Happy birthday, Epcot

Twentieth century dreams of the future looked an awful lot like shopping centers. Even in 1982 and 1985 we said that EPCOT was a mall: the acres of concrete, horticulture, planters, carpeting; there was even a food court! But the American liberal ethos, bolstered by the dynamic performance of the capitalist system before the Vietnam War destroyed the old allegiances, was composed of an amiable polyphony in which cultural exchanges would produce One World, with the United States playing host. This would become “host country” at EPCOT.

Although it stood for Experimental Prototype Community of Tomorrow, Walt Disney World’s second theme park never met its founder’s conception of a global village. For the first few years before Michael Eisner changed forever what Disney meant, EPCOT was a rather staid attempt at education; call it the most expensive public works project in history, financed by private capital. Visitors learned about energy from an oil company, about the history of transportation from General Motors. At Communicore you could even play with personal computers. As for World Showcase, conceived as a perpetually changing World’s Fair, visitors bought Viking helmets drank Guinness but kept their distance from couscous (for almost twenty years the Italian pavillion’s restaurant was booked solid).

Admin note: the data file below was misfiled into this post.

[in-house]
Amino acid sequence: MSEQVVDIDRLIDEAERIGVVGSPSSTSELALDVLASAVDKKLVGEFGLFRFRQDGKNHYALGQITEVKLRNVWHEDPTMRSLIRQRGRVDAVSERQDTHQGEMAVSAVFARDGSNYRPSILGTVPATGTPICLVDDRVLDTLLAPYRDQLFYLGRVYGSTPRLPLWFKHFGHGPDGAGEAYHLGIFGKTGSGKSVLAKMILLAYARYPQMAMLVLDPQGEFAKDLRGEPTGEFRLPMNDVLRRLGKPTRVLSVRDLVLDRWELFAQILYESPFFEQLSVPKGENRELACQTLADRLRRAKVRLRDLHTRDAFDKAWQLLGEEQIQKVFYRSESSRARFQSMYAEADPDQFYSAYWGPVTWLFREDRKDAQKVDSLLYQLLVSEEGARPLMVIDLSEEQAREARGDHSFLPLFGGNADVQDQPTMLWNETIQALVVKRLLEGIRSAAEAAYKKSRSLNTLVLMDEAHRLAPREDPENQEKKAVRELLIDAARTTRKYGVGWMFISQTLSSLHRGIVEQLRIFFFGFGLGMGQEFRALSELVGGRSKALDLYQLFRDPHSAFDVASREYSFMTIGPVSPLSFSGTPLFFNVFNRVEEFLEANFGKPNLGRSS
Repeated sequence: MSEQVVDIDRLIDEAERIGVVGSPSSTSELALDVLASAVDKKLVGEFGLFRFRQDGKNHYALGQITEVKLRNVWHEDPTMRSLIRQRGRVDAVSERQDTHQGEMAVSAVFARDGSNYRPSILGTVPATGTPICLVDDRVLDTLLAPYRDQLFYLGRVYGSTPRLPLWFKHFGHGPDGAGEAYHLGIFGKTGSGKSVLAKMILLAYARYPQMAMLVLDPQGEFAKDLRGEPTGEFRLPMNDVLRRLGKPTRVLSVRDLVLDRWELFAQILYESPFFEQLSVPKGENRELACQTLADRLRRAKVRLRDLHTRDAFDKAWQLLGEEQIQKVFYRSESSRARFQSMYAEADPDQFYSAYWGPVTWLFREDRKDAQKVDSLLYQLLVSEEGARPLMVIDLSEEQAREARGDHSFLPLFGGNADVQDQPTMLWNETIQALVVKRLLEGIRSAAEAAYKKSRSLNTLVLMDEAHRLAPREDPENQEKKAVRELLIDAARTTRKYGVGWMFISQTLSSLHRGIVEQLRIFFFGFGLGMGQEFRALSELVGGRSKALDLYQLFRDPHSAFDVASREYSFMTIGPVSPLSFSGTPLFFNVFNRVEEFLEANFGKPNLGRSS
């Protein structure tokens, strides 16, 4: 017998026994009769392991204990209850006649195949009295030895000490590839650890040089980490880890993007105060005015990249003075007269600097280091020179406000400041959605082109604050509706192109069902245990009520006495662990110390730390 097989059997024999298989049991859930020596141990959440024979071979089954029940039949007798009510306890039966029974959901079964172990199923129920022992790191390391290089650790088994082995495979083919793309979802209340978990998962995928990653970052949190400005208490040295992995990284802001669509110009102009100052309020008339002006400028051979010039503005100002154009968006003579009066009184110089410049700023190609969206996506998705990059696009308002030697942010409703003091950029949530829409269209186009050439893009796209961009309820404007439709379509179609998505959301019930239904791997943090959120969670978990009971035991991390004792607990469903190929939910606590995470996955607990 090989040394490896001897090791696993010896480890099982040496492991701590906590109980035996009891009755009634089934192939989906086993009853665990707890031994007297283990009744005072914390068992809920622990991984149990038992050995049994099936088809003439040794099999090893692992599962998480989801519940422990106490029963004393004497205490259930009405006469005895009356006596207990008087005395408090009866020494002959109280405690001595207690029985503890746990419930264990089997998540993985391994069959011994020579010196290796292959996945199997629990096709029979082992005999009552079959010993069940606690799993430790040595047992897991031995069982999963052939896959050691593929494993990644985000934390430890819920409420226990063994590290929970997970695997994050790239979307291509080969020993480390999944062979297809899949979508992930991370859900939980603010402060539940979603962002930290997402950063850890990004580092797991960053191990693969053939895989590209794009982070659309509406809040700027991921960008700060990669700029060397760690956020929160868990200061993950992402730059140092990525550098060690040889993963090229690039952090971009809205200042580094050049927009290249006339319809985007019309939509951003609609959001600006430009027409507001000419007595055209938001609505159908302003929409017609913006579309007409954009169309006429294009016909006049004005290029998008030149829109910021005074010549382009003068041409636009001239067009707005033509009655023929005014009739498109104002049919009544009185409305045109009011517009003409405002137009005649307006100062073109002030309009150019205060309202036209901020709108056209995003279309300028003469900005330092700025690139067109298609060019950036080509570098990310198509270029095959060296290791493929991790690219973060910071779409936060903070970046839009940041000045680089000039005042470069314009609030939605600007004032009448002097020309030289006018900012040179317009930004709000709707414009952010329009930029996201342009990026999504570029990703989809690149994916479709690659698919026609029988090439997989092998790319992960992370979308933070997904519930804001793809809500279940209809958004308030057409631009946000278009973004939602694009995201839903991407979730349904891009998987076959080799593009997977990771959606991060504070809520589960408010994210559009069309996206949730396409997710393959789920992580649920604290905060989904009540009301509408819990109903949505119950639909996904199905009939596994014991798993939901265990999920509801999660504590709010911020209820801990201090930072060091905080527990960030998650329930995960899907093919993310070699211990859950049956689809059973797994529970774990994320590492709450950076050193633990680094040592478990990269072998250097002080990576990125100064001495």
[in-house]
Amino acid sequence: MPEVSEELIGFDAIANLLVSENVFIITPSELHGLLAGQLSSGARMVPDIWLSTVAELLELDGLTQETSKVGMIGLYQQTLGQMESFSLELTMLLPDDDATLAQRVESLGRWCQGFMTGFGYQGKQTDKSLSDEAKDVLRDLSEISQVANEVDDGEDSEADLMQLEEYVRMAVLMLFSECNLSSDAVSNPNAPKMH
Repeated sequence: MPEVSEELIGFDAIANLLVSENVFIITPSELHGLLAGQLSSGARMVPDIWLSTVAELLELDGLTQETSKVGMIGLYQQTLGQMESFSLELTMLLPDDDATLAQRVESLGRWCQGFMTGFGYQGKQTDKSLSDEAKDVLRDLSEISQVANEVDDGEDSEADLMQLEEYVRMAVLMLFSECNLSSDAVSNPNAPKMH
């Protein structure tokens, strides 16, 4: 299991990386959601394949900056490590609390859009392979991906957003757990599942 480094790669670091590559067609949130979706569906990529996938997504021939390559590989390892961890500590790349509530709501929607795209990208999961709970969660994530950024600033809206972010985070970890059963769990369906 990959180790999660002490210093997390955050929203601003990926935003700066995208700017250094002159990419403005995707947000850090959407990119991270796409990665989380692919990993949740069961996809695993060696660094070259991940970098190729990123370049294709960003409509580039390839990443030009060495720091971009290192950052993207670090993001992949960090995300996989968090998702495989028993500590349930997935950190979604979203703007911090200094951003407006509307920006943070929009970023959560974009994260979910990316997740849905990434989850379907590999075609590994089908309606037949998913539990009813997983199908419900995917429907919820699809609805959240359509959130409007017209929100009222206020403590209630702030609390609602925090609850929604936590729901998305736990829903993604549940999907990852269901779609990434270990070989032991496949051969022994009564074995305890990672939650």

But for my family EPCOT was an instant hit. Thinking I was above the worldlier pleasures of the Magic Kingdom, I liked to say EPCOT was more “educational.” My parents liked its wide spaces, the way it encouraged leisurely touring. We took trips during which we didn’t once step foot in the Magic Kingdom. Eventually the rest of the world caught up with us. So did Eisner. EPCOT Center became Epcot, as if to forcibly stop the park from maturing. Thrill rides were added. So were Disney characters. Keeping a close eye on trends and traffic patterns, Disney encouraged Drinking Around the World.

Yet for thirty-five years Epcot has kept its essence, unintentionally. At the dawn of the Reagan era, as ideologues began their assault on public education, Disney thought it could leaven the sensory assault with a few anodyne explanations of the use for solar panels around impressive Cretaceous Era dinosaurs. The education’s there if you want it. The rest of us are drinking Carlsbergs in Norway.

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